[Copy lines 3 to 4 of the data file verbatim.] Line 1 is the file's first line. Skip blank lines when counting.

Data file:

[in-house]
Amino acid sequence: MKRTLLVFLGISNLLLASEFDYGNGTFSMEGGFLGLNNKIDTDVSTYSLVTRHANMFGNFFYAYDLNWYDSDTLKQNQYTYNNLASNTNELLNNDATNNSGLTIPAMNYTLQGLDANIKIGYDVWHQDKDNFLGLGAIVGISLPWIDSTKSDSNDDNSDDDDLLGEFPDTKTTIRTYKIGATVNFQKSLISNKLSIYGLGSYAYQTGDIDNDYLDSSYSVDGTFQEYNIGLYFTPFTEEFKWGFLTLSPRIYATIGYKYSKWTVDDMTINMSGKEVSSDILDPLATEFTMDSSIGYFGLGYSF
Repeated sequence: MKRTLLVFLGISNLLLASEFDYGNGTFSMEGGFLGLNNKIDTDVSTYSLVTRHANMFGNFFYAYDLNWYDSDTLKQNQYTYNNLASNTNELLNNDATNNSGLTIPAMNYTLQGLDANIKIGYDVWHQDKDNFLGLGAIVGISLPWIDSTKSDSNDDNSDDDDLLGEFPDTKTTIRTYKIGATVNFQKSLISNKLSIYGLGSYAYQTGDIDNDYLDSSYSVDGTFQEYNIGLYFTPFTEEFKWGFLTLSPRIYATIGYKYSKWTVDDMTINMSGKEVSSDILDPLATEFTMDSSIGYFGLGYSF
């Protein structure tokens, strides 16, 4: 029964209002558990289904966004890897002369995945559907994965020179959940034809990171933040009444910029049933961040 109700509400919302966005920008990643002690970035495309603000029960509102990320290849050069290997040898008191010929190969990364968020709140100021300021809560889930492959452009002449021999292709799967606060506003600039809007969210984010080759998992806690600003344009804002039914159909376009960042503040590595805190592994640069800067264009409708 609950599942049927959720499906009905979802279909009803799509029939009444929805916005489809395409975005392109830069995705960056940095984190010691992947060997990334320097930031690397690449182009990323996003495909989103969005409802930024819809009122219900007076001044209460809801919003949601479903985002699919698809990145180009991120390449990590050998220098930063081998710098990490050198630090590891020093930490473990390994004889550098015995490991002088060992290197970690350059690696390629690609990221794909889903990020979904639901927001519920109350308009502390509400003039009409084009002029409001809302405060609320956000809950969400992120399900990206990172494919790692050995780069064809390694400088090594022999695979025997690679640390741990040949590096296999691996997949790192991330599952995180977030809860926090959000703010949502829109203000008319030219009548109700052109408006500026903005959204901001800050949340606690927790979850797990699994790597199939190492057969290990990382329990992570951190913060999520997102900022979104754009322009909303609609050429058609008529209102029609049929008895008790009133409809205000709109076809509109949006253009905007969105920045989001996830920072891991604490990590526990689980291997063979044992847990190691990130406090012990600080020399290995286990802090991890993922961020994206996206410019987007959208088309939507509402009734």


Repeated sequence: MKRTLLVFLGISNLLLASEFDYGNGTFSMEGGFLGLNNKIDTDVSTYSLVTRHANMFGNFFYAYDLNWYDSDTLKQNQYTYNNLASNTNELLNNDATNNSGLTIPAMNYTLQGLDANIKIGYDVWHQDKDNFLGLGAIVGISLPWIDSTKSDSNDDNSDDDDLLGEFPDTKTTIRTYKIGATVNFQKSLISNKLSIYGLGSYAYQTGDIDNDYLDSSYSVDGTFQEYNIGLYFTPFTEEFKWGFLTLSPRIYATIGYKYSKWTVDDMTINMSGKEVSSDILDPLATEFTMDSSIGYFGLGYSF
């Protein structure tokens, strides 16, 4: 029964209002558990289904966004890897002369995945559907994965020179959940034809990171933040009444910029049933961040 109700509400919302966005920008990643002690970035495309603000029960509102990320290849050069290997040898008191010929190969990364968020709140100021300021809560889930492959452009002449021999292709799967606060506003600039809007969210984010080759998992806690600003344009804002039914159909376009960042503040590595805190592994640069800067264009409708 609950599942049927959720499906009905979802279909009803799509029939009444929805916005489809395409975005392109830069995705960056940095984190010691992947060997990334320097930031690397690449182009990323996003495909989103969005409802930024819809009122219900007076001044209460809801919003949601479903985002699919698809990145180009991120390449990590050998220098930063081998710098990490050198630090590891020093930490473990390994004889550098015995490991002088060992290197970690350059690696390629690609990221794909889903990020979904639901927001519920109350308009502390509400003039009409084009002029409001809302405060609320956000809950969400992120399900990206990172494919790692050995780069064809390694400088090594022999695979025997690679640390741990040949590096296999691996997949790192991330599952995180977030809860926090959000703010949502829109203000008319030219009548109700052109408006500026903005959204901001800050949340606690927790979850797990699994790597199939190492057969290990990382329990992570951190913060999520997102900022979104754009322009909303609609050429058609008529209102029609049929008895008790009133409809205000709109076809509109949006253009905007969105920045989001996830920072891991604490990590526990689980291997063979044992847990190691990130406090012990600080020399290995286990802090991890993922961020994206996206410019987007959208088309939507509402009734």